Body Talk at VAULT Festival review ★★★☆☆ by Ifan Llewelyn
Despite becoming a pressing social issue, the conversation around body image has never landed firmly among gay men. While Jameela Jamil, Lizzo and the like are busy spreading the word on getting women to be more positive and accepting of their bodies, gay men are left watching Tom Daley YouTube tutorials on how to make lemon water for breakfast. The pressure of having the “perfect body” seems to be getting worse than ever in this Insta-gay generation. Full Disclosure Theatre’s Body Talk is tackling that pressure head-on, diving into the experience of three different gay men in three different bodies. It’s an overdue exploration into gay men and their body issues that is both compelling and thought-provoking
Adapted from short monologue Skin(ny) which ran at the Southwark Playhouse in 2018, the show is a three-hander that addresses the issues of Carl (Dominic Jones) who is skinny, Cameron (Taofique Folarin) who is toned and Phil (Mark Philip Compton) who is fat. The three men are also part of three different generations of gay men, spanning two decades of queer experience. This is a layered piece of theatre from playwright David Hendon which does good work in reflecting the complicated value systems that gay men often subscribe to. As the offbeat and slightly strange Carl, Dominic Jones gives the production’s stand-out performance, playful and excitable while retaining a lingering sense of being selfconscious. His part also feels the most authentically written, giving subtlety to the dynamics that are at work.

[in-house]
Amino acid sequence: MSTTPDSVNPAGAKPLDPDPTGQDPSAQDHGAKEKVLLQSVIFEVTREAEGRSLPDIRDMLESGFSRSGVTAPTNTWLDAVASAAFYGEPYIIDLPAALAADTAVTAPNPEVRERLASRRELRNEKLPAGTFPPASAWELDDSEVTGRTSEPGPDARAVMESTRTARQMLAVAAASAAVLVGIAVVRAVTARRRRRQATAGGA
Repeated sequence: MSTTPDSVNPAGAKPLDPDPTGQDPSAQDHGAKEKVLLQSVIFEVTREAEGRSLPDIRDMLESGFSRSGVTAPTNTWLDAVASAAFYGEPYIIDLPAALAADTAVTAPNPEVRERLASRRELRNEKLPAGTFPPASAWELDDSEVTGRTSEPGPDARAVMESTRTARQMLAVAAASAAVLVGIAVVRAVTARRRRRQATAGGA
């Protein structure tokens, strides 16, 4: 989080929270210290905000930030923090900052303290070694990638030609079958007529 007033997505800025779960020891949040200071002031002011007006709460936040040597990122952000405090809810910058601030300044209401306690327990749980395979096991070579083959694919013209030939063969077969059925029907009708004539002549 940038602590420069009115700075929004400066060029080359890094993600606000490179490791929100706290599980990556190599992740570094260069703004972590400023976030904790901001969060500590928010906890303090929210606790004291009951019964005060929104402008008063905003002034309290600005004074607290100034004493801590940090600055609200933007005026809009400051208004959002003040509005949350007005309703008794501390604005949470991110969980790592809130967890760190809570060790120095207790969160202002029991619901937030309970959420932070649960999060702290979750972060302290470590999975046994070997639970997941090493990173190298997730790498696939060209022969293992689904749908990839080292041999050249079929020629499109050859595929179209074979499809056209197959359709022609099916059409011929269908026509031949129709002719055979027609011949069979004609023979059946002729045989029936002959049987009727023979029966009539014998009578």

The work has some troublesome impulses, like the need to explain why each character has the body that they do, for example. Carl is skinny because of an eating disorder and Phil is fat because of bingeing during a depressive episode. It’s a little reductive and ignores the fact that most people have the body they have just… because. Also, having to result to a tiny penis to make the conventionally attractive Cameron sympathetic feels rather indolent.
Under Chris Davis and Sam Luffman’s direction, the piece feels dynamic and lively, seamlessly interweaving the three narrative strands. The three stories ultimately tie together neatly in a way that feels natural and shows great skill both on their and David Hendon’s part. Though a valiant attempt at exploring the topic of gay men and their relationship with their bodies, there are a few problematic elements at play here.
Body Talk ran as part of the VAULTS Theatre Festival 2020.
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